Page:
Detecting Byte Order of a System

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How to detect endianness (byte order) of a system?

Answer #1

There are two different byte ordering.

  • Little-endian: increasing numeric significance with increasing memory addresses. LSB (Least Significant Byte) is stored in lower address.
  • Big-endian: decreasing numeric significance with increasing memory addresses. MSB (Least Significant Byte) is stored in lower address.

For example, in 32 bit system, 0x12345678 is stored in different way.

  • Little-endian: 0x78 0x56 0x34 0x12
  • Big-endian: 0x12 0x34 0x56 0x78

Using this feature we can detect endianness in following way.

#include <stdio.h>
#include <stdint.h>

int main(void)
{
        uint32_t val = 0x12345678;
        uint8_t *p8 = (uint8_t *) &val;

        if (*p8 == 0x78)
                printf("Little endian\n");
        else if (*p8 == 0x12)
                printf("Big endian\n");

        return 0;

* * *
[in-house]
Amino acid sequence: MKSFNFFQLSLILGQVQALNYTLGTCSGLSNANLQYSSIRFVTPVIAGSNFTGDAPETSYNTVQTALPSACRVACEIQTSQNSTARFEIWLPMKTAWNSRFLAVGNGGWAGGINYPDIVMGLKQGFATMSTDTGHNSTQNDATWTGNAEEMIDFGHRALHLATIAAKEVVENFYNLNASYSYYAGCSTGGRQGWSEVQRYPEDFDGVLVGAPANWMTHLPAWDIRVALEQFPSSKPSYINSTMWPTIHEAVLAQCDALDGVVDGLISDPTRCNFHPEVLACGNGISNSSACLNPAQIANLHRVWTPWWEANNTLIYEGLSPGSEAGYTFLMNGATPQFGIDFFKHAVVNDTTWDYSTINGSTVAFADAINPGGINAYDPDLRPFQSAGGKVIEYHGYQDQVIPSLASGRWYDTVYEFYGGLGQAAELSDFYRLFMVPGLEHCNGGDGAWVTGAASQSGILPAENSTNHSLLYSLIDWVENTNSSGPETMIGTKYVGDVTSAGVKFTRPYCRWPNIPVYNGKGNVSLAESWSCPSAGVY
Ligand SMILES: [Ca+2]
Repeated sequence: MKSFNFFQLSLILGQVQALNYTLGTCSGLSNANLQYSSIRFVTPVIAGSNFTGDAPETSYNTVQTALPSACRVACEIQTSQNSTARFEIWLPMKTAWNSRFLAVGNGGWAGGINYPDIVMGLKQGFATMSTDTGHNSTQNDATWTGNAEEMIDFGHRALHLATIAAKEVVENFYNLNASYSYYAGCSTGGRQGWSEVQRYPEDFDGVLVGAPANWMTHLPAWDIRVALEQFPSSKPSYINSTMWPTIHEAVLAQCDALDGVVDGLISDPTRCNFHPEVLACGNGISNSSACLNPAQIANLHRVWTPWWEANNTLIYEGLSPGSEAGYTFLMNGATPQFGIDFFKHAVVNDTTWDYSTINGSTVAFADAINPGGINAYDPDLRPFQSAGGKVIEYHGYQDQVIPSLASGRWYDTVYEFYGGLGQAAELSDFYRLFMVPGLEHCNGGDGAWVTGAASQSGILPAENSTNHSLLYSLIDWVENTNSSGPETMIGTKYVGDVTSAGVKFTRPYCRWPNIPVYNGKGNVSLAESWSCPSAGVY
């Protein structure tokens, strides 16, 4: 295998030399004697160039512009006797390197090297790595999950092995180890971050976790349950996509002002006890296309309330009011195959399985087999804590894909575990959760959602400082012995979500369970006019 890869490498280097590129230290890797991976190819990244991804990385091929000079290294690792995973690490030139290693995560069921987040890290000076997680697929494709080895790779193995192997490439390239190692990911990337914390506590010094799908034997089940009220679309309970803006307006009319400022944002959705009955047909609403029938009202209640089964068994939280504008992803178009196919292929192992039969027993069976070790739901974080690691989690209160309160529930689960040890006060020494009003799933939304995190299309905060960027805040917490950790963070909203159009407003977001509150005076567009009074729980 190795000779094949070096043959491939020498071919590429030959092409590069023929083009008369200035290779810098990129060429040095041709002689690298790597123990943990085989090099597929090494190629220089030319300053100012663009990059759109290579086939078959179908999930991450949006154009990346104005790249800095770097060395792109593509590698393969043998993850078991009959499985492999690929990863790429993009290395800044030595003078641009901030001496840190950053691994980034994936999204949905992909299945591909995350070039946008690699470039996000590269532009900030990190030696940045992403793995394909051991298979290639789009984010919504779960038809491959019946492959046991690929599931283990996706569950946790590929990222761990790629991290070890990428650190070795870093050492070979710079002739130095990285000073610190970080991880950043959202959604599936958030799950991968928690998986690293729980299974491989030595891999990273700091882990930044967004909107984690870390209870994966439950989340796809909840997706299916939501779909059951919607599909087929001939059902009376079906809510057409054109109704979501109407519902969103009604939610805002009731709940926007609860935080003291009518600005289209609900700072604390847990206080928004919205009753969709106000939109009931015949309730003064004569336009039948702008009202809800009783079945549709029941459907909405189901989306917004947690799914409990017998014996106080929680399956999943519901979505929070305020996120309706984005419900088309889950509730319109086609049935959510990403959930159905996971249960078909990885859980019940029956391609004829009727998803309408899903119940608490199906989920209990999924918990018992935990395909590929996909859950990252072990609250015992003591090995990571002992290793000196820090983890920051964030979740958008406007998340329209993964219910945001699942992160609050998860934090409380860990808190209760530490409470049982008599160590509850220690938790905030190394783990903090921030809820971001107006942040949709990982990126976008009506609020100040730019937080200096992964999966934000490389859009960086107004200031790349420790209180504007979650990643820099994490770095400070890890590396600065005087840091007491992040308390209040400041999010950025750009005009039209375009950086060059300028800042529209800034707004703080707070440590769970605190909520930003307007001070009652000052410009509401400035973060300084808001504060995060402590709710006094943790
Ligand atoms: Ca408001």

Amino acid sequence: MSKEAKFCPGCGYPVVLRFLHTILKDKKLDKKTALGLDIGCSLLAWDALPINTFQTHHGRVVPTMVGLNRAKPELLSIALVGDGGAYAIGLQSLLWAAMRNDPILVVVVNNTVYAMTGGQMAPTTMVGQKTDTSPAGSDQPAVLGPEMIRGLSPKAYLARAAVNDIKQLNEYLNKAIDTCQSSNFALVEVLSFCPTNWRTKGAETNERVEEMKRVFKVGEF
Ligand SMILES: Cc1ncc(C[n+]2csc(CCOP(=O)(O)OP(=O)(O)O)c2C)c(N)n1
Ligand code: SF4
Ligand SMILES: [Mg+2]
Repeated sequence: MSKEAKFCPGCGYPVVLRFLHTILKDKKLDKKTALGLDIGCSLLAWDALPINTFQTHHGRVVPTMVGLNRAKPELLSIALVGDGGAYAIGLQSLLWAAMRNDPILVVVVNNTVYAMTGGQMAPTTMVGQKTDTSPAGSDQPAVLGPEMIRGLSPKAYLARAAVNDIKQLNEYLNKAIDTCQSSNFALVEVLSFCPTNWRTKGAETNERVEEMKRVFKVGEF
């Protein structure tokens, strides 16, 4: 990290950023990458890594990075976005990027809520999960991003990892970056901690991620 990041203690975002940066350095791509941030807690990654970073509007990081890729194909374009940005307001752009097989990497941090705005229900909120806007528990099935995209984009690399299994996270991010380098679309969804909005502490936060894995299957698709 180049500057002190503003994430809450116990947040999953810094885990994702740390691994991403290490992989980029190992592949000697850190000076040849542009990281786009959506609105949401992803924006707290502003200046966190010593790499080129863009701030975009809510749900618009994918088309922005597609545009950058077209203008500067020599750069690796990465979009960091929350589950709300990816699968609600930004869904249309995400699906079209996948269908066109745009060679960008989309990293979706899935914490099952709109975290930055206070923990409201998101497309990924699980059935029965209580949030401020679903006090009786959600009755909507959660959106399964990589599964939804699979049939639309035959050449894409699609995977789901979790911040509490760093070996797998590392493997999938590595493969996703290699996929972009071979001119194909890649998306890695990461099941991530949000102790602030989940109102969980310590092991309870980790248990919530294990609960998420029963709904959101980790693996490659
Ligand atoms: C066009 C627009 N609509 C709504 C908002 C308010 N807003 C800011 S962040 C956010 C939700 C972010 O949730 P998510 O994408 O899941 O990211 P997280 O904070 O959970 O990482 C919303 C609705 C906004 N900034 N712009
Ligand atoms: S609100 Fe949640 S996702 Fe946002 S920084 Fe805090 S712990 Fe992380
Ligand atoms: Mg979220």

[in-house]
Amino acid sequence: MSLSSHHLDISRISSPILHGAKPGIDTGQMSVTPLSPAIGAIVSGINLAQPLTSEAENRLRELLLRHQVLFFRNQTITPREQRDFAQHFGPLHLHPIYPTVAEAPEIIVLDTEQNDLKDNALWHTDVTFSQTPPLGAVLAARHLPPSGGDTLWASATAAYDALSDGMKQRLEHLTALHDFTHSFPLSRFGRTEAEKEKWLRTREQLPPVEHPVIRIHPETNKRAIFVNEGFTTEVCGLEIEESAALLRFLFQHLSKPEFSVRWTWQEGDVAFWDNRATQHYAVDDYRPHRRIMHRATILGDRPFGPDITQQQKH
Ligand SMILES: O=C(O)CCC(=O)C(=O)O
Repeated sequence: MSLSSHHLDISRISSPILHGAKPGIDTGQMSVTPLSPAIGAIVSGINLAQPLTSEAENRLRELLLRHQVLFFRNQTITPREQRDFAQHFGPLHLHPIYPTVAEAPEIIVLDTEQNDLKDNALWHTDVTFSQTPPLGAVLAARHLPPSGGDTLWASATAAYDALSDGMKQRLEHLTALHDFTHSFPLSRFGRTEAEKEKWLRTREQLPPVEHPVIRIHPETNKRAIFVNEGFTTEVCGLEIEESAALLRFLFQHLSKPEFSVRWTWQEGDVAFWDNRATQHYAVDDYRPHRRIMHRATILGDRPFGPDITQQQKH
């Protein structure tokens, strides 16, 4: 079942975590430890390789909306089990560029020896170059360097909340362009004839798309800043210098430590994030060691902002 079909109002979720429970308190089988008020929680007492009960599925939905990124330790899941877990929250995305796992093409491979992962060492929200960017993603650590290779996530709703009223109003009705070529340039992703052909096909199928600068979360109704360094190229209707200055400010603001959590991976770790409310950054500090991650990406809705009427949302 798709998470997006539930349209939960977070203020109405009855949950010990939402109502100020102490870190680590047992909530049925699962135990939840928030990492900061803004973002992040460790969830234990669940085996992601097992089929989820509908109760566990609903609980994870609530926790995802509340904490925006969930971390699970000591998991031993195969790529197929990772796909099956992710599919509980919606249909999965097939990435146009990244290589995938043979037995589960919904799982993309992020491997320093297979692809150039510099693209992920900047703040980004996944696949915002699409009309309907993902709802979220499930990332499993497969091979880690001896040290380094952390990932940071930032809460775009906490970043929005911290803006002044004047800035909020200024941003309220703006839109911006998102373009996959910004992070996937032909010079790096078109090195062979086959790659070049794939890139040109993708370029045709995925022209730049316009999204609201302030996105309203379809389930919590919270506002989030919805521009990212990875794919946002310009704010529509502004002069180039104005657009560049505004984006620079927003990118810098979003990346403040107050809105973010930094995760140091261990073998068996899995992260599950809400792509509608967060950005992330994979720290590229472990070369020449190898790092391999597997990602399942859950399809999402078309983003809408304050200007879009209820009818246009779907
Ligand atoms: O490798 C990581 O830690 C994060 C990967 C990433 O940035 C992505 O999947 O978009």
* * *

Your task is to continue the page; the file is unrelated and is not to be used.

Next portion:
}

Answer #2: Using gcc predefined macros

When the compiler generates code, it needs to know the endianness of target system. It can be specified via compiler options in case of GCC.

  • -mlittle-endian
  • -mbig-endian

In source code level, it can detect the compiler setting. (It is possible that compiler setting could be wrong, but in that case, built binary won't run on target). Here is the way to detect compiler setting.

#include <stdio.h>

int main(void)
{
#if __BYTE_ORDER__ == __ORDER_LITTLE_ENDIAN__
        printf("Little endian\n");
#elif __BYTE_ORDER__ == __ORDER_BIG_ENDIAN__
        printf("Big endian\n");
#endif

        return 0;
}

Reference

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